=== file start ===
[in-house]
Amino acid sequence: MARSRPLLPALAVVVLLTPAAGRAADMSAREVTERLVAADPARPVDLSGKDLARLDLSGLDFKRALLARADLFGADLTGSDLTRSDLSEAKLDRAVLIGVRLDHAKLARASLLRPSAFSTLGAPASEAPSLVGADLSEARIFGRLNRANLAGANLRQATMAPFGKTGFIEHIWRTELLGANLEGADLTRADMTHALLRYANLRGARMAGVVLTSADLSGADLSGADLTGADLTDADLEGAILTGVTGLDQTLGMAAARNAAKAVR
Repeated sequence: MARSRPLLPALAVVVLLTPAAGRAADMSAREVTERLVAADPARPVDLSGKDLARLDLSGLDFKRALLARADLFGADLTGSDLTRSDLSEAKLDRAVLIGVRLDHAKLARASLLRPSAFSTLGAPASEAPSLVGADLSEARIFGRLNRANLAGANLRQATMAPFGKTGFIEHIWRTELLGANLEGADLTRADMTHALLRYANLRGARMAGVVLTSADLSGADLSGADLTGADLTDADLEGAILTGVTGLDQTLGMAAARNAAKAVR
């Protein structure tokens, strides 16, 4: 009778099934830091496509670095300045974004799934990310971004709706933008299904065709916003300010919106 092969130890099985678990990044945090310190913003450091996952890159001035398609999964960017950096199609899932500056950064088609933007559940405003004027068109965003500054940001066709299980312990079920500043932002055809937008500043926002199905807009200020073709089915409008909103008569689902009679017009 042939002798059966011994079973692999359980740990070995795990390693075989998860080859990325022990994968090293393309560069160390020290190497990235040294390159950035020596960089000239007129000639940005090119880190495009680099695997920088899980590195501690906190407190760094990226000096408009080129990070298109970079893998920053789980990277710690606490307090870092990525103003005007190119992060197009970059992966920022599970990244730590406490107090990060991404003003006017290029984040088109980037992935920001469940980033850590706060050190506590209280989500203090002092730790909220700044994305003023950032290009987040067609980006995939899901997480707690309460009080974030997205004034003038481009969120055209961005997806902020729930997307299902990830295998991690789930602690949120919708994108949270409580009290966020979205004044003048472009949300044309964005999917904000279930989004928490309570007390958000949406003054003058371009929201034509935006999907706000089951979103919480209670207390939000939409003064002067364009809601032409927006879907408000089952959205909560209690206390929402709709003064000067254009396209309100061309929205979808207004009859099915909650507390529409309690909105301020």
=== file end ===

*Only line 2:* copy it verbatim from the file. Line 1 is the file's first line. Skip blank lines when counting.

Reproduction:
Amino acid sequence: MARSRPLLPALAVVVLLTPAAGRAADMSAREVTERLVAADPARPVDLSGKDLARLDLSGLDFKRALLARADLFGADLTGSDLTRSDLSEAKLDRAVLIGVRLDHAKLARASLLRPSAFSTLGAPASEAPSLVGADLSEARIFGRLNRANLAGANLRQATMAPFGKTGFIEHIWRTELLGANLEGADLTRADMTHALLRYANLRGARMAGVVLTSADLSGADLSGADLTGADLTDADLEGAILTGVTGLDQTLGMAAARNAAKAVR